The house phone rang last night. That can only mean one of two things: one) a pestering telemarketer or pollster is ignoring the myriad DO NOT CALL lists I am on, or two) Uncle Slappy has something on his mind.
I almost didn't pick up. I feared that Uncle Slappy would go on about the Knicks, New York's over-paid, over-arrogant and under-achieving 6-15 basketball team. Like me, Uncle Slappy has been a Knicks' fan since the glory days of Clyde, Willis, Earl, Bill Bradley, DeBuscherre and Jerry Lucas. Unlike me, Uncle Slappy still follows the Knicks. I have forsaken them just as completely as they have forsaken the concept of intelligent basketball.
But, finally, just before the answering machine kicked in, I picked up the horn. When your 86-year-old surrogate father calls, you answer. It's that simple and surely the right thing to do.
"Boychick," Uncle Slappy began, "I have figured it all out. Finally, I have figured it all out."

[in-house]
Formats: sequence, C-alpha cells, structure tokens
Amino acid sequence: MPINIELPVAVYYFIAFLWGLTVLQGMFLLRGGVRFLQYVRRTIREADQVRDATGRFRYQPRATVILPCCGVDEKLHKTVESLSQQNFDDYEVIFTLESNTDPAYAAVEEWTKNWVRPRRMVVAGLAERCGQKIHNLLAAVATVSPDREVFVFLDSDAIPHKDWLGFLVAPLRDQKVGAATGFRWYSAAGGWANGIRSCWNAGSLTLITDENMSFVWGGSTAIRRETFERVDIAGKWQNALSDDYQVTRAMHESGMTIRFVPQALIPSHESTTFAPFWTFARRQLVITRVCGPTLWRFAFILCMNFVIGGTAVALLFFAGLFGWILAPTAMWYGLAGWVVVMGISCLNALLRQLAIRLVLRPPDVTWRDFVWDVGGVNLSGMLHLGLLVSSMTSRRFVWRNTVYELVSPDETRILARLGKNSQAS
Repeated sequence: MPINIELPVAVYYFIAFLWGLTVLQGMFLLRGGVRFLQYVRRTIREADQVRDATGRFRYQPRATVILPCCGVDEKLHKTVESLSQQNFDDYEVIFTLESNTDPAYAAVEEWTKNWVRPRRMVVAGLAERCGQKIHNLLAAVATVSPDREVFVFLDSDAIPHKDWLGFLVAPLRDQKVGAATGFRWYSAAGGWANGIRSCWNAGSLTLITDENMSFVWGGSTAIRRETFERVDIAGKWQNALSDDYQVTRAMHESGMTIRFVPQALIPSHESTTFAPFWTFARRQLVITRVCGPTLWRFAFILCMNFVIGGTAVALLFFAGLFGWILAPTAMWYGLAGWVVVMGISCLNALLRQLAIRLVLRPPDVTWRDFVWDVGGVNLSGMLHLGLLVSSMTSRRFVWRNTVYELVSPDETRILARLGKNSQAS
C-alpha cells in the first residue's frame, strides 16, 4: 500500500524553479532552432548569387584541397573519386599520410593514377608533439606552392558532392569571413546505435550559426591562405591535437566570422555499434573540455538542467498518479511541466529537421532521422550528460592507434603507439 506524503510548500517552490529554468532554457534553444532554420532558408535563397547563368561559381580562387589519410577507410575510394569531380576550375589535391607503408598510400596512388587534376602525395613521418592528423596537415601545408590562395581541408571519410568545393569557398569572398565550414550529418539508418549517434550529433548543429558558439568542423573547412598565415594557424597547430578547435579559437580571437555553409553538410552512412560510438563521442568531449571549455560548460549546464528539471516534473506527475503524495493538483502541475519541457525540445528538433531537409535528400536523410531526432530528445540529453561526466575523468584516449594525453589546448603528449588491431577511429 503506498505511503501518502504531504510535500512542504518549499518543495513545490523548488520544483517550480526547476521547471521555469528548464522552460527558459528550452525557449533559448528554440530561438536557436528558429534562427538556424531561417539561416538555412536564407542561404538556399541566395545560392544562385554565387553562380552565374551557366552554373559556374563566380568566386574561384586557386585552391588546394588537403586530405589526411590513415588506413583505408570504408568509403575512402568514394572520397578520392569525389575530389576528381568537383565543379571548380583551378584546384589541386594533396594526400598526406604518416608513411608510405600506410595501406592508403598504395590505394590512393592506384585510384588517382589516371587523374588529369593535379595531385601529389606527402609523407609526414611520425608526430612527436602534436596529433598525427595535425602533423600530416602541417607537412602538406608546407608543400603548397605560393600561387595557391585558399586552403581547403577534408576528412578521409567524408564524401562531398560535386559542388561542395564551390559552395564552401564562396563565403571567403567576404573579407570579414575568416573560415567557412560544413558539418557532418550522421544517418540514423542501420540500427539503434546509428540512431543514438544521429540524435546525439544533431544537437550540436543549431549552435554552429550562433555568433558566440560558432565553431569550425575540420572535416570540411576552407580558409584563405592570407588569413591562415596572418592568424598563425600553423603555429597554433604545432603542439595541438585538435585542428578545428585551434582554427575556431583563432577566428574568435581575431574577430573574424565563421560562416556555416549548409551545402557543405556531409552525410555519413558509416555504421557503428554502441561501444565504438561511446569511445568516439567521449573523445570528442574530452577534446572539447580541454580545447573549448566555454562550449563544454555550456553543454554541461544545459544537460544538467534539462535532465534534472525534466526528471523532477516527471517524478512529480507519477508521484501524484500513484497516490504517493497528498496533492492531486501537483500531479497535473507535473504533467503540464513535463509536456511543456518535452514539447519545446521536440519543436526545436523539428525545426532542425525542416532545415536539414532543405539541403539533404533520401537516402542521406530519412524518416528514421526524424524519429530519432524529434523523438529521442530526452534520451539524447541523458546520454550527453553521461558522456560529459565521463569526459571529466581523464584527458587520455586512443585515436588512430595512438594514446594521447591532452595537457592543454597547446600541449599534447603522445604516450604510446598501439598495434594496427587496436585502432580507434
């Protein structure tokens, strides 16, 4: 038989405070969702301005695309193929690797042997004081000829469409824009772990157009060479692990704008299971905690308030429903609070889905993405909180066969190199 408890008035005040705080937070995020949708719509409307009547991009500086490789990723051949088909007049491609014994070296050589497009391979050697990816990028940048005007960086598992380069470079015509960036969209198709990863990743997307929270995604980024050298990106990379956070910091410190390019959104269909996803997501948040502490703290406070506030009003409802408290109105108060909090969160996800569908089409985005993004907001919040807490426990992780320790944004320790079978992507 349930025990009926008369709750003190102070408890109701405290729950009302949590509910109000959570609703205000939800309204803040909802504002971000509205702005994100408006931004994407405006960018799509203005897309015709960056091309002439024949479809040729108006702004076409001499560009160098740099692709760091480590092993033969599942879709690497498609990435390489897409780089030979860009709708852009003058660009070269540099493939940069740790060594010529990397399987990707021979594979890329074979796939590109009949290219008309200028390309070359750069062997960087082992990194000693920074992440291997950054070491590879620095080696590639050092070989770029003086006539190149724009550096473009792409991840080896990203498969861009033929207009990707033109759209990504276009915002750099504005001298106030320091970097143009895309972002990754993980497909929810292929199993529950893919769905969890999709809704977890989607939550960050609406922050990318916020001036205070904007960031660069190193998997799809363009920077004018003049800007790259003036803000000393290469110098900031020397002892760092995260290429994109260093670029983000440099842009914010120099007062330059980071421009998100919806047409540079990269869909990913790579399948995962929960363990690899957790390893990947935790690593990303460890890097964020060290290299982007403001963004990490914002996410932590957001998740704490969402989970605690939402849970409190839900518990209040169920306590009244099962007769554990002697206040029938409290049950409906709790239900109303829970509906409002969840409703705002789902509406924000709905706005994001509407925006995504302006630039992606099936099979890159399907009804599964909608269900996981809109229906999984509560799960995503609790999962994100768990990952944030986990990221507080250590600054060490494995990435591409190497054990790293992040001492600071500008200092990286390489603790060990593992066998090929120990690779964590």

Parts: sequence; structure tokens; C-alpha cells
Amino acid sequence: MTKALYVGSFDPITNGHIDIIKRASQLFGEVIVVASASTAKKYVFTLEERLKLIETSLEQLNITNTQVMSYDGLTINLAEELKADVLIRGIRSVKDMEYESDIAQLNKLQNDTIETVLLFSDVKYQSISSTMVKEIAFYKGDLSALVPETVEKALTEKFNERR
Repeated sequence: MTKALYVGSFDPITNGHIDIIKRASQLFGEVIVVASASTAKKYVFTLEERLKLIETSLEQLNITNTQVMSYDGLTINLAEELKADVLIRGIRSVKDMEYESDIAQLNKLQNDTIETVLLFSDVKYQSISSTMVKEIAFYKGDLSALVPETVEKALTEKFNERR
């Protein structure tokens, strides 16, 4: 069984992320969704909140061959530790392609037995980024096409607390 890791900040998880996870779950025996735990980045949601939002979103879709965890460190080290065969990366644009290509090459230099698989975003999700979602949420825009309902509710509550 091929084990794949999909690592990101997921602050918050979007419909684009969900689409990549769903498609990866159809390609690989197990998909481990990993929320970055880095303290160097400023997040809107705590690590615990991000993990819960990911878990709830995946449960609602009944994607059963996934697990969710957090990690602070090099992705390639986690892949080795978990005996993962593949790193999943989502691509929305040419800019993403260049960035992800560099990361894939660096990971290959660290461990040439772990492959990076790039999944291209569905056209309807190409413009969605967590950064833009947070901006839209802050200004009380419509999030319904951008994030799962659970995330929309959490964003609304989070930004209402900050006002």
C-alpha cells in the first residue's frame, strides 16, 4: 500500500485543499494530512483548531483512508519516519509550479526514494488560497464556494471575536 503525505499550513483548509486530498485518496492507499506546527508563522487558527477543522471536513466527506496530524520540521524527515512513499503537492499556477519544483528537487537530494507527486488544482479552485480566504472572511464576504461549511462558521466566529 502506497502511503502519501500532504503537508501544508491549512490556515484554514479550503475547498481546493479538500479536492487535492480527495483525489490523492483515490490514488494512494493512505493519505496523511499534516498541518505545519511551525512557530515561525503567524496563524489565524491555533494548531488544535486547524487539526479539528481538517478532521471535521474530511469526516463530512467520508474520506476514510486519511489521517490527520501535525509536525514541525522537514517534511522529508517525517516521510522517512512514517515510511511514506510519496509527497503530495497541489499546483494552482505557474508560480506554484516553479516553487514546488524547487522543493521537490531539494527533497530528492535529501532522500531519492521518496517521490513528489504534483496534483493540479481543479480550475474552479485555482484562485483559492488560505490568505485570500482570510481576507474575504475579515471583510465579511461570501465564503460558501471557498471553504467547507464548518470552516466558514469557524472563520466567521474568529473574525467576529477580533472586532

"The meaning of life?" I asked, "Or something important, like where to find a good everything bagel in Boca."
"After 55 years seeing a therapist," Uncle Slappy said, "I have condensed all wisdom down to a single sentence."
Uncle Slappy is a wise man, a learned man, a teacher and a Rabbi. Strangely for him, he did not seem to be joking.
"Well," I said gingerly, "lay it on me."
"Here's what I've learned: We have good days and bad days."
"That's it?" I asked "We have good days and bad days?"
"That's it," he said hanging up the phone, leaving me to ponder.